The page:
The private sector has had some success in filling the funding gap. VTB Capital, for example, is a co-investor (sponsor) in the €1.2 billion Pulkovo airport modernisation project, and a co-investor (sponsor) and lender in the €5 billion Western High Speed Diameter (WHSD) toll road construction project in St Petersburg – both major transport infrastructure investment projects in Russia’s second city.
But while private-public partnerships such as the WHSD and Pulkovo projects are part of the solution, the challenge of upgrading infrastructure across emerging markets, including the Brics economies, is far greater. Development banks and public multilateral financial institutions are an essential part of the picture too.
Such organisations are not a novel idea, and the Brics bank will join a long list of institutions that are already starting to dwarf the lending to developing countries made by the World Bank and IMF. The China Development Bank has been active across the globe for years, helping finance a huge number of roads, power plants and sewerage systems across Africa. Unlike the IMF and World Bank, the Brics Bank has made it clear that it does not want to hold countries back by applying overly stringent environmental conditions on loans. Not that this means countries should be dodging their commitment to fighting climate change – in fact, Stiglitz argues that the bank will be crucial for helping countries build the infrastructure needed for dealing with the impact of climate change.
If the interests of these countries are clear, what is less certain is how they will work together once the dust settles. Important questions remain on issues of governance and making lending decisions. However, the early signs are encouraging on collective decision making. Each country will pay in $10bn to the NDB, giving them an equal say. The bank will be headquartered in Shanghai; the presidency will be rotated, starting with India. A Brazilian is to chair the board of directors and a Russian the board of governors.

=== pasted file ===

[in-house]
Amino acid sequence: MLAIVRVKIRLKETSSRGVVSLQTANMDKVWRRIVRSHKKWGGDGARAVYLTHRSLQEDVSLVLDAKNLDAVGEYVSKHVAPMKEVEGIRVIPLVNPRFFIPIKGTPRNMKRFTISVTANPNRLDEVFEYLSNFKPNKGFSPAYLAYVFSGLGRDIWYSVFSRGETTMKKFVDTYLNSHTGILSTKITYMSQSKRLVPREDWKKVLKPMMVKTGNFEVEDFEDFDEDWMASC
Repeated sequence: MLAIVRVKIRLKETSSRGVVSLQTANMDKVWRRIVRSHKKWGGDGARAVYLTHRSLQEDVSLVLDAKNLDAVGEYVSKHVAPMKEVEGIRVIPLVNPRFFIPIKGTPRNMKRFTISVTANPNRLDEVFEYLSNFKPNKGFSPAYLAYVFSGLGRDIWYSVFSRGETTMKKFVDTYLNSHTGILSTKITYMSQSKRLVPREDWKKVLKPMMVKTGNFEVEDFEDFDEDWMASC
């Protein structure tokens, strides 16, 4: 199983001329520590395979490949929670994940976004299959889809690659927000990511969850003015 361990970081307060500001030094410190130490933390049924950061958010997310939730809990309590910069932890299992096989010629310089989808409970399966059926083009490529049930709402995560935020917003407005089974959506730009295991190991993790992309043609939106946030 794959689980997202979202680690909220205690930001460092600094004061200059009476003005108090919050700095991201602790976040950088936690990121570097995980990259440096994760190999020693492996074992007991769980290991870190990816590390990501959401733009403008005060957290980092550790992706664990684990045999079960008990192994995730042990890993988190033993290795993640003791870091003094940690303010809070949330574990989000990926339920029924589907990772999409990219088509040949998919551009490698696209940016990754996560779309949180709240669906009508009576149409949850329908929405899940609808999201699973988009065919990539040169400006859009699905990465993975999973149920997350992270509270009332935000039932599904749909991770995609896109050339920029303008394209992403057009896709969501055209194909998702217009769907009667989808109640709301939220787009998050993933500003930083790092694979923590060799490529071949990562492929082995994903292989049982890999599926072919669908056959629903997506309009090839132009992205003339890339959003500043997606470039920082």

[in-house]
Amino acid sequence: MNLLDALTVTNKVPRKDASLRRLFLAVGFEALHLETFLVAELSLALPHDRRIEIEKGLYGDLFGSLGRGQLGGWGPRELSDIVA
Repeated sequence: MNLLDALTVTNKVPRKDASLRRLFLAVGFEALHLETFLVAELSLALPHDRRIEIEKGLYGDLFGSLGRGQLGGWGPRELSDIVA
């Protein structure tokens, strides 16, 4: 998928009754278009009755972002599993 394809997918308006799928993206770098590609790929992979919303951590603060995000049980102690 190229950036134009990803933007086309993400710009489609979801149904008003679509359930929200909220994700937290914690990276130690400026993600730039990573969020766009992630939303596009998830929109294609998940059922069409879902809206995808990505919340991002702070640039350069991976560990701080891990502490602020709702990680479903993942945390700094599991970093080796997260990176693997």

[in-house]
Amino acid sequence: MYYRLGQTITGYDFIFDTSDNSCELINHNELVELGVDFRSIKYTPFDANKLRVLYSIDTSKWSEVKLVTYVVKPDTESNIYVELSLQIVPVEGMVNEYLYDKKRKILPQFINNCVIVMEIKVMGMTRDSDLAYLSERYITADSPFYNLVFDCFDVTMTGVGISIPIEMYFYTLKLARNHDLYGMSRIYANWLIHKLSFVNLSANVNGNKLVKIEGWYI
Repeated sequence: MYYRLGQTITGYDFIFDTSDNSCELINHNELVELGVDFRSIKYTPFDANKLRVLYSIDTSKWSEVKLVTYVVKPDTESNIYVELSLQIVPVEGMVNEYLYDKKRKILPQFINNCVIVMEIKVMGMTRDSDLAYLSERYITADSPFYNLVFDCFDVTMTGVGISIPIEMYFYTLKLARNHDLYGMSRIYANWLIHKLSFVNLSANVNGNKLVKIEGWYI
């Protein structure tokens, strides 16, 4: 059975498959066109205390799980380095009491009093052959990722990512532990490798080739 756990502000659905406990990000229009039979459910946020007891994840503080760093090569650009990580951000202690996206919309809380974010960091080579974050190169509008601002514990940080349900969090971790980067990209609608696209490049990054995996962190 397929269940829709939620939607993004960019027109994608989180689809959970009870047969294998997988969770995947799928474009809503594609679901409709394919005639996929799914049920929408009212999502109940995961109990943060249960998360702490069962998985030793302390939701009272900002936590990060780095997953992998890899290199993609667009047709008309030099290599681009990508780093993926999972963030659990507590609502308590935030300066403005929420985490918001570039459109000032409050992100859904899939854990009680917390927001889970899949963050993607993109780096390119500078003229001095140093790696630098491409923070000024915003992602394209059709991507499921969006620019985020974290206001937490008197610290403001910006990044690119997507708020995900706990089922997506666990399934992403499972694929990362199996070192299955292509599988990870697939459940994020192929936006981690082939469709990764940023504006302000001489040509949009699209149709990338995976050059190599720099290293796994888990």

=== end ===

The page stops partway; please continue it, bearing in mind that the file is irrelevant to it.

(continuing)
Jim O’Neill, who coined the term ‘BRIC’ countries in 2001 (South Africa was not part of his original vision) has also suggested that closer co-operation may mean a stronger bargaining position the next time the candidacy of the IMF and World Bank is proposed, making it a strong bloc at the negotiating table. Diplomats have been quietly encouraged by the warm relationships they are starting to enjoy with their Brics counterparts.
This news demonstrates just how far this group of countries have come in such a short space of time. The meeting of these nations in Fortaleza in July was only the sixth summit of its kind.
The subtext is clear: change is happening faster than we think. While this institution is not a panacea for emerging markets, it does in many ways mark a fundamental shift in global economic and political power and the end to business as usual. The transformation of the Brics from catchy acronym to global economic powerhouse is already one of the defining stories of this century. If the new BRICS bank can help fill the infrastructure funding gap, this will be an important part of the jigsaw in helping deliver the sustained growth the Brics economies promise. The world will be watching closely.
Neil MacKinnon is a global macro strategist at VTB Capital